#3186b – 1999 33c Celebrate the Century - 1940s: Antibiotics Save Lives

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U.S. #3186b
33¢ Antibiotics Save Lives
Celebrate the Century – 1940s


Issue Date: February 18, 1999
City: Dobbins AFB, GA
Quantity: 12,533,000
Printed By: Ashton-Potter (USA) Ltd
Printing Method:
Lithographed, engraved
Perforations:
11.5
Color: Multicolored
 
The antibiotic era began in 1928, when Sir Alexander Fleming discovered penicillin at St. Mary’s Hospital in England. Initial attempts to treat human infections with the antibiotic were unsuccessful because the substance was unstable and not very strong. After further experimentation at Oxford University, the drug was used with dramatic results in treating serious infections.
 
The start of World War II interfered with the large-scale manufacture of penicillin in England. As a result, methods for its mass production, purification, and stabilization were moved to the United States.  
 
Extensive research on other antibiotics was still taking place in England. At St. Mary’s, Fleming and his team were producing tetanus toxoid for immunizing the troops. In addition, the lab was also producing vaccines against typhoid, cholera, diphtheria, whooping cough, and influenza.
 
In the 1930s, as many as 85 percent of people infected with pneumonia died. By the 1960s, that number had dropped to five percent. As a result of the development of various antibiotics in the 1940s, the chance of survival has drastically increased for those who suffer from spinal meningitis, typhoid fever, rheumatic fever, and various other diseases.
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U.S. #3186b
33¢ Antibiotics Save Lives
Celebrate the Century – 1940s


Issue Date: February 18, 1999
City: Dobbins AFB, GA
Quantity: 12,533,000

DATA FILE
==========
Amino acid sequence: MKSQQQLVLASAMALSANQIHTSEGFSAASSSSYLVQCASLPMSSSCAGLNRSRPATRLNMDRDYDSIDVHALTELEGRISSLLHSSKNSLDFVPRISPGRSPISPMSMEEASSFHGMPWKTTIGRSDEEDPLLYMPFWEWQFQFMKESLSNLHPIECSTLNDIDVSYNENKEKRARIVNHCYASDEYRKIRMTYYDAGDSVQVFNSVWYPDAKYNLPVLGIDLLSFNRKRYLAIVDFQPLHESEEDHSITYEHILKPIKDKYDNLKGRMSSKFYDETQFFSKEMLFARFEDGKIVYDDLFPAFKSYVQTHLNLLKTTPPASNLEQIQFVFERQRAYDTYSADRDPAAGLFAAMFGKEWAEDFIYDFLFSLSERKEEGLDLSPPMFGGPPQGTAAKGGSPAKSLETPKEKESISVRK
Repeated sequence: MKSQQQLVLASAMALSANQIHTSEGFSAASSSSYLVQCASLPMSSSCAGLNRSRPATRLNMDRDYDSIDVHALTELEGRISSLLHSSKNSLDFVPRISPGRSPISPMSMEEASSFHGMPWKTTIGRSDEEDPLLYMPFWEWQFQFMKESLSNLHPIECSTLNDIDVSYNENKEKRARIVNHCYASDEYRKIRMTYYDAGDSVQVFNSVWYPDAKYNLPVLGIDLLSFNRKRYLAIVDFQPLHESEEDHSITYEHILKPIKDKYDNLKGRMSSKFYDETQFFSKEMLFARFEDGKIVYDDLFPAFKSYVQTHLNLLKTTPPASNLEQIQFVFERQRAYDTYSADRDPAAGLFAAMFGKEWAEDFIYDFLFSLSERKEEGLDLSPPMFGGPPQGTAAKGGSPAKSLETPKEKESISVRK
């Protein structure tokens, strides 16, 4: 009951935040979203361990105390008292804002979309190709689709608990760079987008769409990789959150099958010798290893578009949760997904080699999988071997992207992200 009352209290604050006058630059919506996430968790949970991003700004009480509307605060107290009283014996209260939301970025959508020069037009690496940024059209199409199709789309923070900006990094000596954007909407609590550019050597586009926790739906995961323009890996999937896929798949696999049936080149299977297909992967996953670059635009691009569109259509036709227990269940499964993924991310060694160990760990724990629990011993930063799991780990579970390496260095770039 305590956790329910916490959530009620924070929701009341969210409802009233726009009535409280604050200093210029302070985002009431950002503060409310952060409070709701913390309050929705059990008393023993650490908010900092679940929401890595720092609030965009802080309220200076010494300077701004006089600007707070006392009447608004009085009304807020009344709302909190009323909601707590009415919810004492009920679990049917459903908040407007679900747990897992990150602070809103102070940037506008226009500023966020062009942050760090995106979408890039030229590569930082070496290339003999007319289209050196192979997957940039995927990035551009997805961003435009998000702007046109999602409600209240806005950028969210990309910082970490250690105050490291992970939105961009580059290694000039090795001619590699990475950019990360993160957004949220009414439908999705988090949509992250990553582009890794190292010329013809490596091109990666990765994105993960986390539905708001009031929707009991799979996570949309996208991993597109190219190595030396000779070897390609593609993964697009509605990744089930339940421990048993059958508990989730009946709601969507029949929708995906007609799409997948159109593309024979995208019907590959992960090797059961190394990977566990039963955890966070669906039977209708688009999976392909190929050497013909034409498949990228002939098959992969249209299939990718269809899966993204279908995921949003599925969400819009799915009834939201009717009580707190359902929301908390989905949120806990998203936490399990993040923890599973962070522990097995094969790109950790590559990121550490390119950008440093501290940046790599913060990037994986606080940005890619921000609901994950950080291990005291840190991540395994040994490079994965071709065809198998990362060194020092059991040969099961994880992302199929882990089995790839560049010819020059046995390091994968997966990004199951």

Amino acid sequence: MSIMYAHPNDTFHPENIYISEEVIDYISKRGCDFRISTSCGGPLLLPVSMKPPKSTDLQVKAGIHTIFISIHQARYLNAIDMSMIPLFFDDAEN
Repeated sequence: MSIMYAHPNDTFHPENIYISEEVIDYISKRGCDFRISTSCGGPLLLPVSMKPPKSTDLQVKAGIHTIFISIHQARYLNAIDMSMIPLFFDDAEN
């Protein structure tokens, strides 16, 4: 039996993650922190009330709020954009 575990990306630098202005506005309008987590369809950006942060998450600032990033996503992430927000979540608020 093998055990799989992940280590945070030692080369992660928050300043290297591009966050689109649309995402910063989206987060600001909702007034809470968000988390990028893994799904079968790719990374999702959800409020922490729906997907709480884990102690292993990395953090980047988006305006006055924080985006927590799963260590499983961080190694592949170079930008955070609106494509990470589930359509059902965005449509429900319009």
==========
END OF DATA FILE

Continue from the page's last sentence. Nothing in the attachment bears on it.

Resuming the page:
Printed By: Ashton-Potter (USA) Ltd
Printing Method:
Lithographed, engraved
Perforations:
11.5
Color: Multicolored
 
The antibiotic era began in 1928, when Sir Alexander Fleming discovered penicillin at St. Mary’s Hospital in England. Initial attempts to treat human infections with the antibiotic were unsuccessful because the substance was unstable and not very strong. After further experimentation at Oxford University, the drug was used with dramatic results in treating serious infections.
 
The start of World War II interfered with the large-scale manufacture of penicillin in England. As a result, methods for its mass production, purification, and stabilization were moved to the United States.  
 
Extensive research on other antibiotics was still taking place in England. At St. Mary’s, Fleming and his team were producing tetanus toxoid for immunizing the troops. In addition, the lab was also producing vaccines against typhoid, cholera, diphtheria, whooping cough, and influenza.
 
In the 1930s, as many as 85 percent of people infected with pneumonia died. By the 1960s, that number had dropped to five percent. As a result of the development of various antibiotics in the 1940s, the chance of survival has drastically increased for those who suffer from spinal meningitis, typhoid fever, rheumatic fever, and various other diseases.